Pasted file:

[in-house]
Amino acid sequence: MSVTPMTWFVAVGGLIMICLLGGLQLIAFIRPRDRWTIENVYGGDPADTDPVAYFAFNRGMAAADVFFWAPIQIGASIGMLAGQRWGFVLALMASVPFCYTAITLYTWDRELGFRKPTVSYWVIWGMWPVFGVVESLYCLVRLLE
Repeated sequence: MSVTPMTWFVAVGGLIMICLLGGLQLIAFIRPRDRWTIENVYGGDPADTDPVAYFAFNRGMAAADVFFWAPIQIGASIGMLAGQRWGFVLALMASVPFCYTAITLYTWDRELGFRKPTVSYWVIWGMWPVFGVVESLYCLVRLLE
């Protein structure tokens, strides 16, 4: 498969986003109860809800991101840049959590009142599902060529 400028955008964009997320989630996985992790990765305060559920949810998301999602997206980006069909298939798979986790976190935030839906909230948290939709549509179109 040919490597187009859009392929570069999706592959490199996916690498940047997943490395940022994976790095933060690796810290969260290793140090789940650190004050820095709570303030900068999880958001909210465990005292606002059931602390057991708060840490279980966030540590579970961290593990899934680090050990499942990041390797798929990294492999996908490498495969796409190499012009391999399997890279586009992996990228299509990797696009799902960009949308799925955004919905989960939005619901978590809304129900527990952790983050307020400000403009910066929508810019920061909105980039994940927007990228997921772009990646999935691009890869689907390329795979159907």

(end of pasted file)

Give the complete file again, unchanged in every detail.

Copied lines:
[in-house]
Amino acid sequence: MSVTPMTWFVAVGGLIMICLLGGLQLIAFIRPRDRWTIENVYGGDPADTDPVAYFAFNRGMAAADVFFWAPIQIGASIGMLAGQRWGFVLALMASVPFCYTAITLYTWDRELGFRKPTVSYWVIWGMWPVFGVVESLYCLVRLLE
Repeated sequence: MSVTPMTWFVAVGGLIMICLLGGLQLIAFIRPRDRWTIENVYGGDPADTDPVAYFAFNRGMAAADVFFWAPIQIGASIGMLAGQRWGFVLALMASVPFCYTAITLYTWDRELGFRKPTVSYWVIWGMWPVFGVVESLYCLVRLLE
């Protein structure tokens, strides 16, 4: 498969986003109860809800991101840049959590009142599902060529 400028955008964009997320989630996985992790990765305060559920949810998301999602997206980006069909298939798979986790976190935030839906909230948290939709549509179109 040919490597187009859009392929570069999706592959490199996916690498940047997943490395940022994976790095933060690796810290969260290793140090789940650190004050820095709570303030900068999880958001909210465990005292606002059931602390057991708060840490279980966030540590579970961290593990899934680090050990499942990041390797798929990294492999996908490498495969796409190499012009391999399997890279586009992996990228299509990797696009799902960009949308799925955004919905989960939005619901978590809304129900527990952790983050307020400000403009910066929508810019920061909105980039994940927007990228997921772009990646999935691009890869689907390329795979159907």